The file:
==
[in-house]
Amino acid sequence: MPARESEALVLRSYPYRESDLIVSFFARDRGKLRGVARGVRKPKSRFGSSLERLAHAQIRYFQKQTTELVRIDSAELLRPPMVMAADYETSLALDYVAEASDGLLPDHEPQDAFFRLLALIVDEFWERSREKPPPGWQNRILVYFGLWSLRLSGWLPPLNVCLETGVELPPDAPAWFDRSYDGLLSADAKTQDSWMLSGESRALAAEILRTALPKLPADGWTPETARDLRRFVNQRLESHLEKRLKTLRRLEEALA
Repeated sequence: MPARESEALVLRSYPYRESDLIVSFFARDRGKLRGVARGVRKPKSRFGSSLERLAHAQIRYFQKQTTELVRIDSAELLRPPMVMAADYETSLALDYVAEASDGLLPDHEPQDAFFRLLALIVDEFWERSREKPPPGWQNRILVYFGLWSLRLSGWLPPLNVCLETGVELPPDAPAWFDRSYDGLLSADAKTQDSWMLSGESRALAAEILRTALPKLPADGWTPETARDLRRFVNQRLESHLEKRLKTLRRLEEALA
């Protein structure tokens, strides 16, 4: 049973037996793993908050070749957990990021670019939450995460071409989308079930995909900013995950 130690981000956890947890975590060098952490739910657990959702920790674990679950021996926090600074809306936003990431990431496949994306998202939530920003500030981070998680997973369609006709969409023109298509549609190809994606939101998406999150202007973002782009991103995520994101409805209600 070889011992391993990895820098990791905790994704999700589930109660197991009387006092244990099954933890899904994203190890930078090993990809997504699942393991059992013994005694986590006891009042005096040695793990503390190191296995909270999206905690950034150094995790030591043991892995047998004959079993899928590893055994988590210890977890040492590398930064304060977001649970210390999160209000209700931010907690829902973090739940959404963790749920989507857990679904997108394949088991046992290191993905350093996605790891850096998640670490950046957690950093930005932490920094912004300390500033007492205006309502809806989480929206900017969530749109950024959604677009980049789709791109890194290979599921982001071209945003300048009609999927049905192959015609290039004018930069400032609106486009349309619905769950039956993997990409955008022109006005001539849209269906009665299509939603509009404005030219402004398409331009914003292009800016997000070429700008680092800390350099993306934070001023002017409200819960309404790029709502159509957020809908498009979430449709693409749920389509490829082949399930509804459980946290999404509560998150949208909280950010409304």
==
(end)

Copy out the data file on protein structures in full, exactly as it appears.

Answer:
[in-house]
Amino acid sequence: MPARESEALVLRSYPYRESDLIVSFFARDRGKLRGVARGVRKPKSRFGSSLERLAHAQIRYFQKQTTELVRIDSAELLRPPMVMAADYETSLALDYVAEASDGLLPDHEPQDAFFRLLALIVDEFWERSREKPPPGWQNRILVYFGLWSLRLSGWLPPLNVCLETGVELPPDAPAWFDRSYDGLLSADAKTQDSWMLSGESRALAAEILRTALPKLPADGWTPETARDLRRFVNQRLESHLEKRLKTLRRLEEALA
Repeated sequence: MPARESEALVLRSYPYRESDLIVSFFARDRGKLRGVARGVRKPKSRFGSSLERLAHAQIRYFQKQTTELVRIDSAELLRPPMVMAADYETSLALDYVAEASDGLLPDHEPQDAFFRLLALIVDEFWERSREKPPPGWQNRILVYFGLWSLRLSGWLPPLNVCLETGVELPPDAPAWFDRSYDGLLSADAKTQDSWMLSGESRALAAEILRTALPKLPADGWTPETARDLRRFVNQRLESHLEKRLKTLRRLEEALA
């Protein structure tokens, strides 16, 4: 049973037996793993908050070749957990990021670019939450995460071409989308079930995909900013995950 130690981000956890947890975590060098952490739910657990959702920790674990679950021996926090600074809306936003990431990431496949994306998202939530920003500030981070998680997973369609006709969409023109298509549609190809994606939101998406999150202007973002782009991103995520994101409805209600 070889011992391993990895820098990791905790994704999700589930109660197991009387006092244990099954933890899904994203190890930078090993990809997504699942393991059992013994005694986590006891009042005096040695793990503390190191296995909270999206905690950034150094995790030591043991892995047998004959079993899928590893055994988590210890977890040492590398930064304060977001649970210390999160209000209700931010907690829902973090739940959404963790749920989507857990679904997108394949088991046992290191993905350093996605790891850096998640670490950046957690950093930005932490920094912004300390500033007492205006309502809806989480929206900017969530749109950024959604677009980049789709791109890194290979599921982001071209945003300048009609999927049905192959015609290039004018930069400032609106486009349309619905769950039956993997990409955008022109006005001539849209269906009665299509939603509009404005030219402004398409331009914003292009800016997000070429700008680092800390350099993306934070001023002017409200819960309404790029709502159509957020809908498009979430449709693409749920389509490829082949399930509804459980946290999404509560998150949208909280950010409304």